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which is linked to climate change, that's stored in the soil, and that's cycled through the soil by insects. our food is grown in the soil, that's made by insects. and then our food is then pollinated by insects. every single step along that has an insect associated with it, that's doing an importantjob. and without that, we would lose the ability to produce food, wouldn't we? but, as much as we rely on insects, it is primarily our activities and our food production practices that have been driving these declines. there are three key things that this study highlights as threats to our planet's insect diversity — climate change, invasive species, and critically, how we use our land, the increasing intensification of agriculture. around the world, suitable habitat is being consumed by farming and urbanisation, and the study says widespread use of synthetic pesticides is a major driver of insect loss. bug lovers can help by making gardens more pollinator—friendly. but researchers say food production
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will have to change to stop our most important pollinators becoming collateral damage in the battle against pests. more than 4,000 people in the philippines have been infected with measles this year, a significant increase. health officials say 70 patients have died across the country, but doctors on the ground say that number could be much higher. our philippines correspondent howard johnson has more. this is tondo, one of the poorest areas in the philippine capital manila and one of the most vulnerable to the country's recent measles outbreak. the nearby san lazaro hospitalfor infectious diseases has been inundated with patients. the stifling paediatric ward, beds are
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being shed to accommodate newcomers. according to a hospital records we we re according to a hospital records we were shown, at least 59 children have died of measles related illnesses here since the start of the year. defeated for the same period in 2018 was five. tondo‘s nine—month—old son has been suffering from fever and coughing for a week. he hasn't been vaccinated against measles because erica is concerned about safety. translation: it is normal for a erica is concerned about safety. translation: it is normalfor a nine month to one—year—old to be vaccinated, i really don't let my children have those. low vaccination is coverage has been a historical problem for the philippines, but public confidence in vaccines fell at the end of 2017 when the government cancelled a nationwide dengue programme, citing safety concerns. the manufacturer disclosed the products posed risks to children who hadn't previously been infected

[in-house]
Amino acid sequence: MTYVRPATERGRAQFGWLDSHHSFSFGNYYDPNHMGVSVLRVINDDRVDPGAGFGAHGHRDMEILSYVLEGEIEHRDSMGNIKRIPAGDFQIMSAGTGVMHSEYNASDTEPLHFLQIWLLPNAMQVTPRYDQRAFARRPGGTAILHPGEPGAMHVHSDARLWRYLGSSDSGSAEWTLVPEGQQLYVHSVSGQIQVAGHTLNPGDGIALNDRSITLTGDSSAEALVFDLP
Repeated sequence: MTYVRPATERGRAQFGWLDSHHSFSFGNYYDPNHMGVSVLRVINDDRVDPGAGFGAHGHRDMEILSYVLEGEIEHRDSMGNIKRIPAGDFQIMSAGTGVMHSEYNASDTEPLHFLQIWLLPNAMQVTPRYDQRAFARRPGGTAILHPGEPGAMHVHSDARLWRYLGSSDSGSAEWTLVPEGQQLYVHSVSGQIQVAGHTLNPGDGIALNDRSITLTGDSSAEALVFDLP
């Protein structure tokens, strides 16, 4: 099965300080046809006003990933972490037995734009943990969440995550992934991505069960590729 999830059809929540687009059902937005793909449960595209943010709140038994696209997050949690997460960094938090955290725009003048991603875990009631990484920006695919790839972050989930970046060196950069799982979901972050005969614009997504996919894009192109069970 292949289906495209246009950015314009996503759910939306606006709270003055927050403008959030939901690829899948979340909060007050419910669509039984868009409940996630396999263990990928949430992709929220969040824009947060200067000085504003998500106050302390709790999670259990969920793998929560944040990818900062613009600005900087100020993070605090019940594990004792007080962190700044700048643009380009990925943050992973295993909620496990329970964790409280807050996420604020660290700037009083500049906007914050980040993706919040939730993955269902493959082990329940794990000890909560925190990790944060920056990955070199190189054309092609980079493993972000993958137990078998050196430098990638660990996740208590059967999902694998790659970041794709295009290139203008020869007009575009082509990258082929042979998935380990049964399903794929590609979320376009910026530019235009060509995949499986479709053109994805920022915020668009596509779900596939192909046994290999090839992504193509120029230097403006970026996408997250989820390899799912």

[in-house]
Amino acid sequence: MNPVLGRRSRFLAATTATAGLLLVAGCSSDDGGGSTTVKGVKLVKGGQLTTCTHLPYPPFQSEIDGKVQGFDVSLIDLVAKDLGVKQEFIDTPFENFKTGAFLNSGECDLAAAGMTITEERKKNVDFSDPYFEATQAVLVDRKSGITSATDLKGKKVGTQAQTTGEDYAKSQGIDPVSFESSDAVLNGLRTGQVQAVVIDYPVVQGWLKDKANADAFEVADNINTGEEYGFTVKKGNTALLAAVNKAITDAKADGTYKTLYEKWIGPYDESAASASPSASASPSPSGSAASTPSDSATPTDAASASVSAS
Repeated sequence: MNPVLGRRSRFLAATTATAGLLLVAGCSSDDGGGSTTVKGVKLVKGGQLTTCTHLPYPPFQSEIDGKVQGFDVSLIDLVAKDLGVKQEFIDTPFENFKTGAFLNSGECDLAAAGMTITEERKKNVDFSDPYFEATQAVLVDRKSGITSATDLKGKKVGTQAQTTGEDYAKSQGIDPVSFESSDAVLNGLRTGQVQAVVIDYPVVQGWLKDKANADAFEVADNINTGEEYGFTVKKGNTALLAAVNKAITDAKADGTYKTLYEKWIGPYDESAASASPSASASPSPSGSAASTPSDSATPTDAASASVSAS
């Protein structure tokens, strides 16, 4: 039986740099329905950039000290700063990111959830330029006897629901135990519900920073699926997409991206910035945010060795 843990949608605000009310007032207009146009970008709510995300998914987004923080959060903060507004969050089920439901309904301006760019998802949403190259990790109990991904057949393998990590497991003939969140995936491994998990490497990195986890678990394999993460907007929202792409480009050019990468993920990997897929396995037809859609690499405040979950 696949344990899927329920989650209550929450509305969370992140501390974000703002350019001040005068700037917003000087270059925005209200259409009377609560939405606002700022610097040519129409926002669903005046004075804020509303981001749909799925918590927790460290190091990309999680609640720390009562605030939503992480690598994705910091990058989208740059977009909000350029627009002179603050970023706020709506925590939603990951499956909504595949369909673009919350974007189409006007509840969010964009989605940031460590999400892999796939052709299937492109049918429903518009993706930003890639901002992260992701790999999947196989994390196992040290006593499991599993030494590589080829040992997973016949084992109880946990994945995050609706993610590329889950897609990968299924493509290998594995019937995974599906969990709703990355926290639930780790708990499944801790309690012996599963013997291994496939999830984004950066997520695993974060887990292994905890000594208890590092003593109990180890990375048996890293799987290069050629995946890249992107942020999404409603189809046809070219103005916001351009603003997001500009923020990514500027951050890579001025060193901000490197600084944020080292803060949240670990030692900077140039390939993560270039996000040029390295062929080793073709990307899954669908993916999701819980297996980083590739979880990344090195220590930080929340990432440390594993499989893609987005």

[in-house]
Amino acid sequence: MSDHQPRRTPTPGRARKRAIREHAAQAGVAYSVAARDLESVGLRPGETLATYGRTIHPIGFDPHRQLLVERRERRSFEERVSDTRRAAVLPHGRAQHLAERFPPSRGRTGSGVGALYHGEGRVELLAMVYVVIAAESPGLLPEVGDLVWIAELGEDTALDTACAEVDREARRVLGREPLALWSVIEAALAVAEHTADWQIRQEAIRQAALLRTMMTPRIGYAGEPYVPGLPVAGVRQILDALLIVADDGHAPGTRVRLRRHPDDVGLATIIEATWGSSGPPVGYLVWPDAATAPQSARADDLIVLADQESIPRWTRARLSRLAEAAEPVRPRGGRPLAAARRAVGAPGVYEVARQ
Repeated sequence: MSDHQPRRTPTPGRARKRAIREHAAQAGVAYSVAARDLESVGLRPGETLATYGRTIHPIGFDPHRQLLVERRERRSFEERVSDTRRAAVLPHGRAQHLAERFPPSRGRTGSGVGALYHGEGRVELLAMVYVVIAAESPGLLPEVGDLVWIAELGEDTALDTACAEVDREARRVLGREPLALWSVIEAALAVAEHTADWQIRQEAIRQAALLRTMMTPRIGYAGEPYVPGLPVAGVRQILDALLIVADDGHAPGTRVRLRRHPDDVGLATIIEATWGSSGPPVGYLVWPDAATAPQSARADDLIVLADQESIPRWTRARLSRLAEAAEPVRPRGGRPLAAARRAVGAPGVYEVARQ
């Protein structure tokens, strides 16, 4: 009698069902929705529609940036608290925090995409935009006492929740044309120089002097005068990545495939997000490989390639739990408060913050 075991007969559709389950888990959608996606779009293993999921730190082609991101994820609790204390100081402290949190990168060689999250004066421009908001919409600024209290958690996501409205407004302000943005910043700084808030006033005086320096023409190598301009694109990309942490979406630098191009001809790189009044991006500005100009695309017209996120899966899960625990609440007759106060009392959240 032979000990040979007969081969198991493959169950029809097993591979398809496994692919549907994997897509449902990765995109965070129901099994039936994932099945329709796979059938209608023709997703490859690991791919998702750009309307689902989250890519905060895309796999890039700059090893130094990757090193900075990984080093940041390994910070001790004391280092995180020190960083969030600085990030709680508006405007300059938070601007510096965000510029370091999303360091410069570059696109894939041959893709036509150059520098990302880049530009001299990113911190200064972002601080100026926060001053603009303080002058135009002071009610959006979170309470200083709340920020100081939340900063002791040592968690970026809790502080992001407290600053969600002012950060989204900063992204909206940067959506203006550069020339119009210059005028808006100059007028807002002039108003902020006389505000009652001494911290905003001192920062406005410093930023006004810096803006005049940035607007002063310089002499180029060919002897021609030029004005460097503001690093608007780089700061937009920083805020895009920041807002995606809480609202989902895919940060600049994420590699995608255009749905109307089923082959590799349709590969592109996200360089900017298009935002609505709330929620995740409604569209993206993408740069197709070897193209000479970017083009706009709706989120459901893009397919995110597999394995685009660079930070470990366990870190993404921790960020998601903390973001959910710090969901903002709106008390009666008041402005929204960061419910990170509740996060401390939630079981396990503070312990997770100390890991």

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by the disease. doctors say in accurate social media pose around the situation created fear about vaccines, a problem not exclusive to the philippines. we do see that globally, fast access to social media and faster circulation of rumours and not evidence —based opinions about things that have an impact about how parents think about vaccines, so there are parents who are more sceptical with regard to the value and the effectiveness and the value and the effectiveness and the safety of vaccines and that does have an impact. with public hospitals stretched to the limit, the philippine red cross arm now appealing for more volunteers to support patients. doctors say the outbreak could take weeks to contain. stay with us on bbc news. still to come: not so much grand prix, but grass prix. how lawnmower racing has gone international. there's mr mandela.
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mr nelson mandela, a free man, taking his first steps into a new south africa. iran's spiritual leader ayatollah khomeini has said he's passed a death sentence on salman rushdie, the british author of a book which many muslims say is blasphemous. the people of haiti have flocked to church to give thanks for the ousting of their former president, 'baby doc' duvalier. because of his considerable value as a stallion, shergar was kept in a special secure box in the stud farm's central block. shergar was driven away in a horse box the thieves had brought with them. there stepped down from the plane a figure in mourning. elizabeth ii, queen of this realm and of all her other realms and territories, head of the commonwealth, defender of the faith. this is bbc news.